Te Whara




Each year for the last 5 years in February I have attended the Lake Rotoiti Classic and Wooden Boat Parade, each year there are always several boats that ‘ring my bell’, one in particular is – Te Whara, the 32’, 1916 Bailey & Lowe built launch. Te Whara is not your typical lake boat, in my eyes she needs to be on the Waitemata & she could be – she is for sale. Firstly some details.
Te Whara was built by Bailey & Lowe at their yard at Sulphur Beach, Northcote in January 1916 for the Drummond brothers of Whangarei. Her first engine was a 10hp and probably a Sterling for which Bailey & Lowe were the agents. In February 1916 she was sailed up to Whangarei where she was based (always kept under cover). Originally flush-decked, Te Whara was taken back to Bailey & Lowe in the 1920’s where the wheelhouse area and companionway to the top deck was altered. She has the first rack-and-pinion steering ever fitted in Auckland. In 1972 she was refitted with the current 6 cylinder 106hp diesel which pushes her to around 10 knots. Owners Bruce Stewart and Andy Coupe purchased this launch (sporting a very rough paint job) in March 2005 for $40,000 and, after sailing her down from Whangarei harbour, spent a month sanding and repainting her at Orams in Auckland. After a short few months interlude in Auckland, Te Whara was launched at Lake Rotoiti in June 2005 and is now moored at Gisborne Pt. When searching for a launch, Bruce and Andy wanted a rear wheelhouse so that the helmsman and fisherman could be together. Of particular appeal was the elegant saloon, which runs from the engine bay to the bow. Te Whara still has the original interior fit out, including the porcelain ‘head’.
In 2013 Te Whara was lifted out of the lake and taken for a $25,000 re-paint and re-fit. The original canvas waterproofing on the decks was removed and the decks glassed. All other hull and deck timbers are original and in good condition. Unfortunately, being on a mooring and exposed to the weather takes it’s toll on Te Whara. In addition, Bruce and Andy are getting older and are beginning to find it more difficult to manage, and it is for these reasons that Te Whara is offered for sale for $35,000, or swap for a smaller classic launch.
I took the above photos of Te Whara at the 2015 & 2018 Parades. Come on woodys, lets bring her back to the Waitemata or alternatively she is a very cheap floating bach at the lake 🙂
Interested parties can contact Andy at.    andy@coupe.co.nz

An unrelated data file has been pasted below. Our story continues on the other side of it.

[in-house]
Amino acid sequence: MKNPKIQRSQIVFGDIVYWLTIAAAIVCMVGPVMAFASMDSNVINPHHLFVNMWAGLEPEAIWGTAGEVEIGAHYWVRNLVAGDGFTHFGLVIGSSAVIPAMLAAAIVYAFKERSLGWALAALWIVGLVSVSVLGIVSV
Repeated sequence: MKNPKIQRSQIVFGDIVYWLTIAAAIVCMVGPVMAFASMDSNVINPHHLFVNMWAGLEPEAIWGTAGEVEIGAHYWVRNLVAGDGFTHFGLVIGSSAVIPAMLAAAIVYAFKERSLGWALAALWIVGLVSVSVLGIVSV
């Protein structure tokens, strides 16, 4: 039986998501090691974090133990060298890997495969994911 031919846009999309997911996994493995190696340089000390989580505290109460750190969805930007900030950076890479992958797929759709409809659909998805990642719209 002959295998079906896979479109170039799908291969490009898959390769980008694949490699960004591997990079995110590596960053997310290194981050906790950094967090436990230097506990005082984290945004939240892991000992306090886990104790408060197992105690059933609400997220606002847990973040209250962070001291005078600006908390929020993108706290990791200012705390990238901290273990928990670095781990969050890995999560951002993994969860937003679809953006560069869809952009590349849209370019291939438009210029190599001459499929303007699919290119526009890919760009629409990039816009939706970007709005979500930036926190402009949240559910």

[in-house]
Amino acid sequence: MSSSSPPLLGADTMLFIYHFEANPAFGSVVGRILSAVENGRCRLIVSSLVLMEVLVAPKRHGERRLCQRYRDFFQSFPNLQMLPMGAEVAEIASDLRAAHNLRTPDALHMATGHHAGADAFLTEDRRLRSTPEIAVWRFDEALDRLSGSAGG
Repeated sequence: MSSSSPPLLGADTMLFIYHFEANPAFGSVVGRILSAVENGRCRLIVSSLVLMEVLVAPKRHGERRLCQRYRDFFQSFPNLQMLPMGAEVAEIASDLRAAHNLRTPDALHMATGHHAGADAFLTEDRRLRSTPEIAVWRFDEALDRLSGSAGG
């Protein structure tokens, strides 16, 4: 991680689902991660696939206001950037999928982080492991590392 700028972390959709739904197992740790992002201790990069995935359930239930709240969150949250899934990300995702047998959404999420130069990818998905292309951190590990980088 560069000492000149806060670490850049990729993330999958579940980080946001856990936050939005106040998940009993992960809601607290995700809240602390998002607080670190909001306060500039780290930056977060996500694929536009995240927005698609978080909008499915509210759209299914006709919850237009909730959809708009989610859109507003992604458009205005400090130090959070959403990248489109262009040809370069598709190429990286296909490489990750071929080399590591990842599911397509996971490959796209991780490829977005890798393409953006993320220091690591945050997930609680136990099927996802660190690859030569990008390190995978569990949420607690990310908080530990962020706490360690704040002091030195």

15-09-2021 UPDATE – photos below sent in by Bill Upfold, whose client Grant Faber has one of Bill’s launches – Te Whara V, named after his grandfather, the original owner of Te Whara. Grant has named all of his boats Te Whara.
The b/w photos show Te Whara with Cape Te Whara (Whangarei Head) in the background. The photos are mounted on Grants saloon bulkhead.

6 thoughts on “Te Whara

  1. TE WHARA was not the first boat to have rack & pinion steering, as my parents first boat, JUALANA, which they bought in 1946, already had rack & pinion steering, which had to have been fitted in the 1930s, probably from new, as it looked old, & well used, as if it had been there for many years, & was probably original, from when she was built, by Sam Ford, in 1930. it was still in place & in use, when they sold, her in 1956. — KEN R


  2. Drummond Brothers, the original owners, are a fascinating story in themselves. Theirs was one of the old style, original hardware stores from where you could buy almost anything. One nail, or one thousand it was available. Paint, in every size tin in every colour was stocked, as were rolls of wall paper, and all sorts of household wares. It was truly a preview of what Mitre10 would be, and in Whangarei this indeed proved the case, as after a couple relocations and changes of ownership the store became one of the early Mitre10 stores. Older readers will be able to picture the original store though, with oiled floors, high shelving, boxes of nails, screws, hinges etc, and a very knowledgeable older staff who knew where everything was. The late Roy Drummond was also an avid early photographer, and much of his work is still used today by the local newspaper to illustrate historical stories.

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